A week after the night she chases but fails to catch a mysterious trespasser outside her town house, some unknown party texts Tempe four images of a corpse that looks as if it’s been chewed by wild hogs, because it has been. Showboat Medical Examiner Margot Heavner makes it clear that, breaking with her department’s earlier practice (The Bone Collection, 2016, etc.), she has no intention of calling in Tempe as a consultant and promptly identifies the faceless body herself as that of a young Asian man. Nettled by several errors in Heavner’s analysis, and even more by her willingness to share the gory details at a press conference, Tempe launches her own investigation, which is not so much off the books as against the books. Heavner isn’t exactly mollified when Tempe, aided by retired police detective Skinny Slidell and a host of experts, puts a name to the dead man. But the hints of other crimes Tempe’s identification uncovers, particularly crimes against children, spur her on to redouble her efforts despite the new M.E.’s splenetic outbursts. Before he died, it seems, Felix Vodyanov was linked to a passenger ferry that sank in 1994, an even earlier U.S. government project to research biological agents that could control human behavior, the hinky spiritual retreat Sparkling Waters, the dark web site DeepUnder, and the disappearances of at least four schoolchildren, two of whom have also turned up dead. And why on earth was Vodyanov carrying Tempe’s own contact information? The mounting evidence of ever more and ever worse skulduggery will pull Tempe deeper and deeper down what even she sees as a rabbit hole before she confronts a ringleader implicated in “Drugs. Fraud. Breaking and entering. Arson. Kidnapping. How does attempted murder sound?”

Forget about solving all these crimes; the signal triumph here is (spoiler) the heroine’s survival.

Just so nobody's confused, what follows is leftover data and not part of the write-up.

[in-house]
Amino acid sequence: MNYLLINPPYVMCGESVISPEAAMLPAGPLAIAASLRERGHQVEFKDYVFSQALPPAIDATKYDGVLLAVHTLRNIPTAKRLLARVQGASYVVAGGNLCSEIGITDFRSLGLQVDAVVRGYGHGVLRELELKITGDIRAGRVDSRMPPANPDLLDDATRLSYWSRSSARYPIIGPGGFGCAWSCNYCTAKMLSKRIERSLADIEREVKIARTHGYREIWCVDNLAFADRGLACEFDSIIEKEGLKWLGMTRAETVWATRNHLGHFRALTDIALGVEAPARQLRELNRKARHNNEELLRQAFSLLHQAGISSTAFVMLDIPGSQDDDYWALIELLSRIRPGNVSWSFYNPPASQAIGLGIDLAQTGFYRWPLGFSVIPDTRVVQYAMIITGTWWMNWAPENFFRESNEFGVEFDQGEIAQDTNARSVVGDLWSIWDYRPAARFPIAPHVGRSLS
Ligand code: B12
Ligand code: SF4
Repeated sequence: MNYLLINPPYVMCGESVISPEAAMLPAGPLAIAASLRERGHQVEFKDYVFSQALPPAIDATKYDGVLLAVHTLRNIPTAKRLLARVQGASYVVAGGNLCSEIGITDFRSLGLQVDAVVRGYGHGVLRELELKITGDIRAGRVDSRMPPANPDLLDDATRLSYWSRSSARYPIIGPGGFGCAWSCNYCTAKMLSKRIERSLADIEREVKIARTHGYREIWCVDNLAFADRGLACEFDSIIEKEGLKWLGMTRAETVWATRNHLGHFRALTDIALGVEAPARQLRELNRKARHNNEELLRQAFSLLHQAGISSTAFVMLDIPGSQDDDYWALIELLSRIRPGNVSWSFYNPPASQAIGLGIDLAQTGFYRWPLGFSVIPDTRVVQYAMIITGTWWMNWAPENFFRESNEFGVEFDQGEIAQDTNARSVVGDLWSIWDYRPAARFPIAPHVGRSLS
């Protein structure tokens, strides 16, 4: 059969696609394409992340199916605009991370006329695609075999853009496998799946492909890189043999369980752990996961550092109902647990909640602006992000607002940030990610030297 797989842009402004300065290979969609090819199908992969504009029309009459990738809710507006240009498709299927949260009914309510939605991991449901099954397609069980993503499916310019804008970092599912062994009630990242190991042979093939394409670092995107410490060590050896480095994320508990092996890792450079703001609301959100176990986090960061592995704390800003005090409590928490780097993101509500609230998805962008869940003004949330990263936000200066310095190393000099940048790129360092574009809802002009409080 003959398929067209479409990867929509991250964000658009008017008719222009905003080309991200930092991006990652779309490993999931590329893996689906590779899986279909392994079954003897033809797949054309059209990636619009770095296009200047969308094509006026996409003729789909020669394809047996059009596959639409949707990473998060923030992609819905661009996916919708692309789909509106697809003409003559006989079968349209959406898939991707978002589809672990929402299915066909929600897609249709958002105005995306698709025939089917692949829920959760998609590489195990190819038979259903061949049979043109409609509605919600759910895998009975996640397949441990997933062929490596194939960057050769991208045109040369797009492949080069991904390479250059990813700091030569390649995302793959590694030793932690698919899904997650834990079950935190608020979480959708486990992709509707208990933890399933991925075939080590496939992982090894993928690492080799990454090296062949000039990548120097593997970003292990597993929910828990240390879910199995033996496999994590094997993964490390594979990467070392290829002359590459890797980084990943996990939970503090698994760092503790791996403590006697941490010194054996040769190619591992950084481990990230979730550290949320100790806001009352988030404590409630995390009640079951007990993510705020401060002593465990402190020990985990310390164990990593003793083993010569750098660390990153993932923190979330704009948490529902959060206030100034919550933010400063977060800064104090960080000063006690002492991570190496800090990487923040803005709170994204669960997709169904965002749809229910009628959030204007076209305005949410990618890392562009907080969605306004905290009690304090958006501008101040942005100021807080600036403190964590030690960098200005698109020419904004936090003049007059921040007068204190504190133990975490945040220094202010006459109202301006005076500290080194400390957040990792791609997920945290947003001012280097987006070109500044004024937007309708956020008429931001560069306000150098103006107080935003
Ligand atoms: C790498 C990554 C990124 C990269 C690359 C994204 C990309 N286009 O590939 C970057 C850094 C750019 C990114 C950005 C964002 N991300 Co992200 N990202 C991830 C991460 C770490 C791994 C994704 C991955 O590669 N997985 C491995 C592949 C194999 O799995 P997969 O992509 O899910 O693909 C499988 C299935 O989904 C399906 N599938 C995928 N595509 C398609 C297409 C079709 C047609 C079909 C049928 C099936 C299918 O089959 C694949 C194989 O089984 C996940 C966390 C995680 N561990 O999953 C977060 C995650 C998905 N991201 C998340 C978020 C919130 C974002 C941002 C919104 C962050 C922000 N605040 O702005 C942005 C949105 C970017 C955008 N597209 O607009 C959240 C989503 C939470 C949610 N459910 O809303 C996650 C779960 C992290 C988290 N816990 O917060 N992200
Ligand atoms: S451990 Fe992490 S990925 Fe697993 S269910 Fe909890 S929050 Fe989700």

Pub Date: March 17, 2020

ISBN: 978-1-9821-3888-2

Page Count: 352

Publisher: Scribner

Review Posted Online: Dec. 23, 2019

Kirkus Reviews Issue: Jan. 15, 2020

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Miller makes Homer pertinent to women facing 21st-century monsters.

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A retelling of ancient Greek lore gives exhilarating voice to a witch.

“Monsters are a boon for gods. Imagine all the prayers.” So says Circe, a sly, petulant, and finally commanding voice that narrates the entirety of Miller’s dazzling second novel. The writer returns to Homer, the wellspring that led her to an Orange Prize for The Song of Achilles (2012). This time, she dips into The Odyssey for the legend of Circe, a nymph who turns Odysseus’ crew of men into pigs. The novel, with its distinctive feminist tang, starts with the sentence: “When I was born, the name for what I was did not exist.” Readers will relish following the puzzle of this unpromising daughter of the sun god Helios and his wife, Perse, who had negligible use for their child. It takes banishment to the island Aeaea for Circe to sense her calling as a sorceress: “I will not be like a bird bred in a cage, I thought, too dull to fly even when the door stands open. I stepped into those woods and my life began.” This lonely, scorned figure learns herbs and potions, surrounds herself with lions, and, in a heart-stopping chapter, outwits the monster Scylla to propel Daedalus and his boat to safety. She makes lovers of Hermes and then two mortal men. She midwifes the birth of the Minotaur on Crete and performs her own C-section. And as she grows in power, she muses that “not even Odysseus could talk his way past [her] witchcraft. He had talked his way past the witch instead.” Circe’s fascination with mortals becomes the book’s marrow and delivers its thrilling ending. All the while, the supernatural sits intriguingly alongside “the tonic of ordinary things.” A few passages coil toward melodrama, and one inelegant line after a rape seems jarringly modern, but the spell holds fast. Expect Miller’s readership to mushroom like one of Circe’s spells.

Miller makes Homer pertinent to women facing 21st-century monsters.

Pub Date: April 10, 2018

ISBN: 978-0-316-55634-7

Page Count: 400

Publisher: Little, Brown

Review Posted Online: Jan. 23, 2018

Kirkus Reviews Issue: Feb. 1, 2018